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http://dx.doi.org/10.1158/0008-5472.CAN-13-3275DOI Listing
http://www.ncbi.nlm.nih.gov/pmc/articles/PMC4134699PMC
August 2014

Epidermal transglutaminase (TGase 3) is required for proper hair development, but not the formation of the epidermal barrier.

PLoS One 2012 4;7(4):e34252. Epub 2012 Apr 4.

Center for Biochemistry, University of Cologne, Cologne, North Rhine-Westphalia, Germany.

Transglutaminases (TGase), a family of cross-linking enzymes present in most cell types, are important in events as diverse as cell-signaling and matrix stabilization. Transglutaminase 1 is crucial in developing the epidermal barrier, however the skin also contains other family members, in particular TGase 3. This isoform is highly expressed in the cornified layer, where it is believed to stabilize the epidermis and its reduction is implicated in psoriasis. To understand the importance of TGase 3 in vivo we have generated and analyzed mice lacking this protein. Surprisingly, these animals display no obvious defect in skin development, no overt changes in barrier function or ability to heal wounds. In contrast, hair lacking TGase 3 is thinner, has major alterations in the cuticle cells and hair protein cross-linking is markedly decreased. Apparently, while TGase 3 is of unique functional importance in hair, in the epidermis loss of TGase 3 can be compensated for by other family members.
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http://journals.plos.org/plosone/article?id=10.1371/journal.pone.0034252PLOS
http://www.ncbi.nlm.nih.gov/pmc/articles/PMC3319564PMC
August 2012

Absence of the basement membrane component nidogen 2, but not of nidogen 1, results in increased lung metastasis in mice.

J Histochem Cytochem 2012 Apr 19;60(4):280-9. Epub 2012 Jan 19.

Department of Dermatology, University Hospital Cologne, Cologne, Germany.

Nidogen 1 and 2 are ubiquitous basement membrane (BM) components. They show a divergent expression pattern in certain adult tissues with a prominent localization of nidogen 2 in blood vessel BMs. Deletion of either nidogen 1 or 2 in mice had no effect on BM formation, suggesting complementary functions. However, studies in these mice revealed isoform-specific functions with nidogen 1-deficient mice showing neurological abnormalities and wound-healing defects not seen in the absence of nidogen 2. To investigate this further nidogen 1- or 2-deficient mice were intravenously injected with B16 murine melanoma cells, and lung metastasis was analyzed. The authors could show that loss of nidogen 2, but not of nidogen 1, significantly promotes lung metastasis of melanoma cells. Histological and ultrastructural analysis of nidogen 1- and 2-deficient lungs did not reveal differences in morphology and ultrastructure of BMs, including vessel BMs. Furthermore, deposition and distribution of the major BM components were indistinguishable between the two mouse strains. Taken together, these results suggest that absence of nidogen 2 might result in subtle changes of endothelial BMs in the lung, which would allow faster passage of tumor cells through these BMs, leading to a higher metastasis rate and more larger tumors.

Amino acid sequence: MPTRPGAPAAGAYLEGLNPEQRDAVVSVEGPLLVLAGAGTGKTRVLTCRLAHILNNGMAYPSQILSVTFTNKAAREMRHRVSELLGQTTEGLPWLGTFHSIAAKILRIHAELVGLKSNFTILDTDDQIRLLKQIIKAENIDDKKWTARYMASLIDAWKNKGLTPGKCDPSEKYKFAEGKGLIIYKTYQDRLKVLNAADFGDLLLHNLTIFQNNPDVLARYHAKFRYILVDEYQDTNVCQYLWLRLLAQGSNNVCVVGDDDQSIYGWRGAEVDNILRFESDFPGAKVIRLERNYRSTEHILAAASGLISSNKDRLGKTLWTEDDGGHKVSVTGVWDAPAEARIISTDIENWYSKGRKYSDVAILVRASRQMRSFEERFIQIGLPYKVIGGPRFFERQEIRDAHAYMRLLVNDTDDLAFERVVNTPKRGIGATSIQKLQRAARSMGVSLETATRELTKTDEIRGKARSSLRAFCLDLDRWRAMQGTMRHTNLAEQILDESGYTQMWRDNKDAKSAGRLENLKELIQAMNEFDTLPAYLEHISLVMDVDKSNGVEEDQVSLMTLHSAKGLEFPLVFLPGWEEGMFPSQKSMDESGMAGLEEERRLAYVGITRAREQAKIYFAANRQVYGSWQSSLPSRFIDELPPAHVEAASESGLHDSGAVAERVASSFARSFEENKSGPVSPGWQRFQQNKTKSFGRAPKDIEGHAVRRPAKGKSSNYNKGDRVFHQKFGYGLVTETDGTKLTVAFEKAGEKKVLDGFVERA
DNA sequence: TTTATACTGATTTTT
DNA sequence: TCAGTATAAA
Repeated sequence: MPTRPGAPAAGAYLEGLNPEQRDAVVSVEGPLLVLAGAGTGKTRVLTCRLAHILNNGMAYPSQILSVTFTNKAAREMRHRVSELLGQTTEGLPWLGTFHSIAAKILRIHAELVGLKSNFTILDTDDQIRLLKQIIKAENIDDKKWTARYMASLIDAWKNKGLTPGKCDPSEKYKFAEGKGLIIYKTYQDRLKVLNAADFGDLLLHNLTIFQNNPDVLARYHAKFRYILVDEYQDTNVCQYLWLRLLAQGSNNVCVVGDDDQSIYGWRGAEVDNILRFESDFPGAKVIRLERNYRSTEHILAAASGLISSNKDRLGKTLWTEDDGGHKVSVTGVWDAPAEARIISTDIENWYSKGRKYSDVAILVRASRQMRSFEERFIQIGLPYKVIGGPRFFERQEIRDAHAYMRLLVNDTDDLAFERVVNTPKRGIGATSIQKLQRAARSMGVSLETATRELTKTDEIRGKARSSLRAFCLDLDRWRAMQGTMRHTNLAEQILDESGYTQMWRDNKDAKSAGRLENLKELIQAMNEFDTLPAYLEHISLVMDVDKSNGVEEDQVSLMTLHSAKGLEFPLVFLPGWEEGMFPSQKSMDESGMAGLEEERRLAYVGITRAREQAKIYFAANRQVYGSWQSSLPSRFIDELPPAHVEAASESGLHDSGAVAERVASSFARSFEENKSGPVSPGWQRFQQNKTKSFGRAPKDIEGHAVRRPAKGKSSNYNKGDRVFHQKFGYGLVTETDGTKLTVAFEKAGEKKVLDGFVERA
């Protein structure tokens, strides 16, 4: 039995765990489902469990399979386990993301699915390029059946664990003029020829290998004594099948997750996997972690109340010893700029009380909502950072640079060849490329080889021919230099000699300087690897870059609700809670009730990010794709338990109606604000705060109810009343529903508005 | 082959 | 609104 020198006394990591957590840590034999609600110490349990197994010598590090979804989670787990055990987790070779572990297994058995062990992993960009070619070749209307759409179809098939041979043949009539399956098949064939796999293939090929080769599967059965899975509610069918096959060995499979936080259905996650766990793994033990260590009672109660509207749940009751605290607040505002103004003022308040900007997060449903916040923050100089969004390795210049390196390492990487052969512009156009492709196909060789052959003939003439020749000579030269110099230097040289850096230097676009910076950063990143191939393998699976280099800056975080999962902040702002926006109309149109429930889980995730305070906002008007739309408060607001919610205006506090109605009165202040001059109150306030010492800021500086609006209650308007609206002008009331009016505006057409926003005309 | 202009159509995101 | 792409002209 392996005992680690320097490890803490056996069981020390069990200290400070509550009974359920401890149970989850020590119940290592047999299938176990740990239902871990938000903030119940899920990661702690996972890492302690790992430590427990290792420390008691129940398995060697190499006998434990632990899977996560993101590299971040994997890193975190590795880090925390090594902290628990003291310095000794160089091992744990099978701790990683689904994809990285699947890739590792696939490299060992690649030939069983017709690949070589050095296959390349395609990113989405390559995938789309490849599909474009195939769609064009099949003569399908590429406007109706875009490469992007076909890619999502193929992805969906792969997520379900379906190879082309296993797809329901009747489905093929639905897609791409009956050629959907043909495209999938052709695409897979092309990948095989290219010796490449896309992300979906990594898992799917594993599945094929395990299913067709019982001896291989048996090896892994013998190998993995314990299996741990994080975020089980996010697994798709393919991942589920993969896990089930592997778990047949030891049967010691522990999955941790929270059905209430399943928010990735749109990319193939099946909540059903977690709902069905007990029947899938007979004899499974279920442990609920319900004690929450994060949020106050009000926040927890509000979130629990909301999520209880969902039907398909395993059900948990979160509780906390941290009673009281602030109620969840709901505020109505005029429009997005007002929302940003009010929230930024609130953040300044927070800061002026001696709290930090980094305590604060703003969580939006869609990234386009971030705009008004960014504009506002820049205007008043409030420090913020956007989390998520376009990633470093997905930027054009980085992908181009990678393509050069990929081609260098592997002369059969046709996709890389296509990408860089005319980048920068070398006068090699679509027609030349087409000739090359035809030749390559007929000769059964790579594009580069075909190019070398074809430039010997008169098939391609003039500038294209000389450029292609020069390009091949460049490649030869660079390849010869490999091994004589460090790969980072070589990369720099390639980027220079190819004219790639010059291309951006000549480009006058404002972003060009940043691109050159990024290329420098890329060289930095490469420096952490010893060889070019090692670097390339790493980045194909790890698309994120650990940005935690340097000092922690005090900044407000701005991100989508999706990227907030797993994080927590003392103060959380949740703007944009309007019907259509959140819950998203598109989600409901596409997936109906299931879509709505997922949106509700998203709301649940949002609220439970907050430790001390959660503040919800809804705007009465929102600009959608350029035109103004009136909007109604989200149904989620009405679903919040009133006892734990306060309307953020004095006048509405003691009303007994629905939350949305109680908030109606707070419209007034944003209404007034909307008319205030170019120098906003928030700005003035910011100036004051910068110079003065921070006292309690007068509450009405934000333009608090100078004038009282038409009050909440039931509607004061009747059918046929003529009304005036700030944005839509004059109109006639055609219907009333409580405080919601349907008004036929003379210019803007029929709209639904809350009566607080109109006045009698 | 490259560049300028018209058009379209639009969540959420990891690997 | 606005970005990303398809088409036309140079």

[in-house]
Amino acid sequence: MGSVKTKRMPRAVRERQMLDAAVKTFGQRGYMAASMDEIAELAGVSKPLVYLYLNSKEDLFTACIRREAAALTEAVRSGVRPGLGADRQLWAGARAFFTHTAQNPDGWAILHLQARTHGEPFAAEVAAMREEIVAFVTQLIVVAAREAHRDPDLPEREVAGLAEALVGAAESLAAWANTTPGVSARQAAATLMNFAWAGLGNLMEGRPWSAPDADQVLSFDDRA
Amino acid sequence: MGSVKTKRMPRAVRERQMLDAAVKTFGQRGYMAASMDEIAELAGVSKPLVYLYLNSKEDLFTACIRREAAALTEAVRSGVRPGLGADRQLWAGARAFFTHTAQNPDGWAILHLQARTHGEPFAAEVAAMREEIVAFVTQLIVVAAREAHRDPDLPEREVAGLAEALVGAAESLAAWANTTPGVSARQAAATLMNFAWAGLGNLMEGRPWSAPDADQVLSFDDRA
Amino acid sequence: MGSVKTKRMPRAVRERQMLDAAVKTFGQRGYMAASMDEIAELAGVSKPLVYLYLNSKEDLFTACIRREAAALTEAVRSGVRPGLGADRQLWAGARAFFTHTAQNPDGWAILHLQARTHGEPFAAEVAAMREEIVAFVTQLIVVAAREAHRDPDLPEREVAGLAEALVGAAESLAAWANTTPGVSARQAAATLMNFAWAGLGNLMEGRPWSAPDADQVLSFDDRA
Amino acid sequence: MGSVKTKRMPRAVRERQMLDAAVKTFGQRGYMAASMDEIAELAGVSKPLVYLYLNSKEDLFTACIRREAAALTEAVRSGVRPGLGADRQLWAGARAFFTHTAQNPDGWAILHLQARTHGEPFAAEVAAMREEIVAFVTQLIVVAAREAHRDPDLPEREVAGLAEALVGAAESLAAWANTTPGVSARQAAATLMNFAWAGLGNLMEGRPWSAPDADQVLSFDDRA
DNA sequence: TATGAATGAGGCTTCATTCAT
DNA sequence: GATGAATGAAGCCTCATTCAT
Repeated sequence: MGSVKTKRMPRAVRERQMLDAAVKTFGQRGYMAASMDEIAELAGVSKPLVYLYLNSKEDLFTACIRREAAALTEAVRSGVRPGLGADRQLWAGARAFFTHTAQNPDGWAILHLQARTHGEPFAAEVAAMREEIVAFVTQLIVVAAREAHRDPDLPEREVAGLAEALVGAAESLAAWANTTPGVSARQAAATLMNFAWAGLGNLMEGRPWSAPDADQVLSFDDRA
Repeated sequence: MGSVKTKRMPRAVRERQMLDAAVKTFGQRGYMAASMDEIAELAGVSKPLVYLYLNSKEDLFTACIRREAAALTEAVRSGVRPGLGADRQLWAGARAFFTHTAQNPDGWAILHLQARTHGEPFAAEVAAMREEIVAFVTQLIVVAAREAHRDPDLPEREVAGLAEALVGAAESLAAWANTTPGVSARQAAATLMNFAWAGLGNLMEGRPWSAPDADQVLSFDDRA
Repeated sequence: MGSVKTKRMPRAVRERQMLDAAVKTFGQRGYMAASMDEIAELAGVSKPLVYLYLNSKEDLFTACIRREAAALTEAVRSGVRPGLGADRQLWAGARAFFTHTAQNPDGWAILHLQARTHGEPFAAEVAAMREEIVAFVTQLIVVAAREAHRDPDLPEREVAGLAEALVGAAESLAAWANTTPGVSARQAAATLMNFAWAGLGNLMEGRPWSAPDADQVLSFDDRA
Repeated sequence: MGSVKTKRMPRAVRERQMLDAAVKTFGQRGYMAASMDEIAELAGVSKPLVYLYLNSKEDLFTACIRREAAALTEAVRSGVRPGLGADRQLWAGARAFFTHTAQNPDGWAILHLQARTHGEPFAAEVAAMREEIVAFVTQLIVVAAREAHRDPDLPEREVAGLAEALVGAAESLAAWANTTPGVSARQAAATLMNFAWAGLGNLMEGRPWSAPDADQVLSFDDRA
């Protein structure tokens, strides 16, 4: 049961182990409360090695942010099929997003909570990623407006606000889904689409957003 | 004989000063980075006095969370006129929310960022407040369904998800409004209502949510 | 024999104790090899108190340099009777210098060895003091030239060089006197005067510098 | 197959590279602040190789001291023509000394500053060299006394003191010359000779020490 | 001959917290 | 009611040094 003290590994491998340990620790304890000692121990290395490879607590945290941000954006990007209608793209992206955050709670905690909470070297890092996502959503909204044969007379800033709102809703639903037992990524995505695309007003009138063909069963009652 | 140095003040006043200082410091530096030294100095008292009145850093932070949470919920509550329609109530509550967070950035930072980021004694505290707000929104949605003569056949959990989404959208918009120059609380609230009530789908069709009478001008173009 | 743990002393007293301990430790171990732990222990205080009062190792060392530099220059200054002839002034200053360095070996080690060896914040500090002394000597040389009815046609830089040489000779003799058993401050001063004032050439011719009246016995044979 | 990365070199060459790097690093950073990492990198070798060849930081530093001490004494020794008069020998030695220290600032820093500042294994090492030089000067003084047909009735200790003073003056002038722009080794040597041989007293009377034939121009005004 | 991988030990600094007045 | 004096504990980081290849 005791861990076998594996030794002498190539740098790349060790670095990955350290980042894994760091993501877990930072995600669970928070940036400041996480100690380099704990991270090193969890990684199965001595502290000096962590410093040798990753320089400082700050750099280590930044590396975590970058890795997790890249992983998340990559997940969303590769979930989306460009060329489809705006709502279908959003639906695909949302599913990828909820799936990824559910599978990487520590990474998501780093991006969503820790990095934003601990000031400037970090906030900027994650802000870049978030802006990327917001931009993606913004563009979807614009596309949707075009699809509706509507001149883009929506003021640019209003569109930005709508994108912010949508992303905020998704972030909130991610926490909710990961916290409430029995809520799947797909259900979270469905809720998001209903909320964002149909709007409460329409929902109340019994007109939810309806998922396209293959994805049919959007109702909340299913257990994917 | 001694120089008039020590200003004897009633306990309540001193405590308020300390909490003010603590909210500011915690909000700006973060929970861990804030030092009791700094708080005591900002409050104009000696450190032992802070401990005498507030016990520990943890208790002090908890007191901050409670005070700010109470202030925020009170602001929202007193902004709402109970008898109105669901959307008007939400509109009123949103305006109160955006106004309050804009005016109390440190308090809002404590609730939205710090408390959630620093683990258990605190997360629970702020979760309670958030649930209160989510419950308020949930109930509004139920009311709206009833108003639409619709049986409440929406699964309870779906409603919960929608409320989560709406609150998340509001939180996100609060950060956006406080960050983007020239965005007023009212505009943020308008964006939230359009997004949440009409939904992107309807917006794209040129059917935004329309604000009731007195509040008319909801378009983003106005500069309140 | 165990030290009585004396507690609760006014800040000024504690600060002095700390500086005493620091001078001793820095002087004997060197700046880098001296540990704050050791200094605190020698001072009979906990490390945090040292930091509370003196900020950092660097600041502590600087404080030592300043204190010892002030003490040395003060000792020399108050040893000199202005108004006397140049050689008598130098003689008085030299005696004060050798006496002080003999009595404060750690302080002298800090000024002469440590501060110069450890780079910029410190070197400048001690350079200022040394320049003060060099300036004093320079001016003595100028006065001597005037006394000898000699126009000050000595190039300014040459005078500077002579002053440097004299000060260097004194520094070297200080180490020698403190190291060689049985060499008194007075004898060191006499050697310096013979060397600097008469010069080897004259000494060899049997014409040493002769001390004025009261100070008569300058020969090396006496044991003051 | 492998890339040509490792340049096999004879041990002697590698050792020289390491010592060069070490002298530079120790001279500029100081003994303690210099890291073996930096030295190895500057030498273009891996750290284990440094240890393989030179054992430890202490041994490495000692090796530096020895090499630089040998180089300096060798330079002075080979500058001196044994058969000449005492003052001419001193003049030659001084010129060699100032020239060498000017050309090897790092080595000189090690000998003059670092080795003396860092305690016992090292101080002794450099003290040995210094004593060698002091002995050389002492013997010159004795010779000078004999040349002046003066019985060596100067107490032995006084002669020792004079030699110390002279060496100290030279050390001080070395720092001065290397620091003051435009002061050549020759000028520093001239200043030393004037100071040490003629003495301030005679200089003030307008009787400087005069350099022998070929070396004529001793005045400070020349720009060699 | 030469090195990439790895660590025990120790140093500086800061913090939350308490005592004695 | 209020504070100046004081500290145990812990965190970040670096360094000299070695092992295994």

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http://dx.doi.org/10.1369/0022155412436586DOI Listing
http://www.ncbi.nlm.nih.gov/pmc/articles/PMC3351237PMC
April 2012

Basement membrane deposition of nidogen 1 but not nidogen 2 requires the nidogen binding module of the laminin gamma1 chain.

J Biol Chem 2011 Jan 17;286(3):1911-8. Epub 2010 Nov 17.

Department of Dermatology, University Hospital of Cologne, 50937 Cologne, Germany.

The nidogen-laminin interaction is proposed to play a key role in basement membrane (BM) assembly. However, though there are similarities, the phenotypes in mice lacking nidogen 1 and 2 (nidogen double null) differ to those of mice lacking the nidogen binding module (γ1III4) of the laminin γ1 chain. This indicates different cell- and tissue-specific functions for nidogens and their interaction with laminin and poses the question of whether the phenotypes in nidogen double null mice are caused by the loss of the laminin-nidogen interaction or rather by other unknown nidogen functions. To investigate this, we analyzed BMs, in particular those in the skin of mice lacking the nidogen binding module. In contrast to nidogen double null mice, all skin BMs in γ1III4-deficient mice appeared normal. Furthermore, although nidogen 1 deposition was strongly reduced, nidogen 2 appeared unchanged. Mice with additional deletion of the laminin γ3 chain, which contains a γ1-like nidogen binding module, showed a further reduction of nidogen 1 in the dermoepidermal BM; however, this again did not affect nidogen 2. This demonstrates that in vivo only nidogen 1 deposition is critically dependent on the nidogen binding modules of the laminin γ1 and γ3 chains, whereas nidogen 2 is independently recruited either by binding to an alternative site on laminin or to other BM proteins.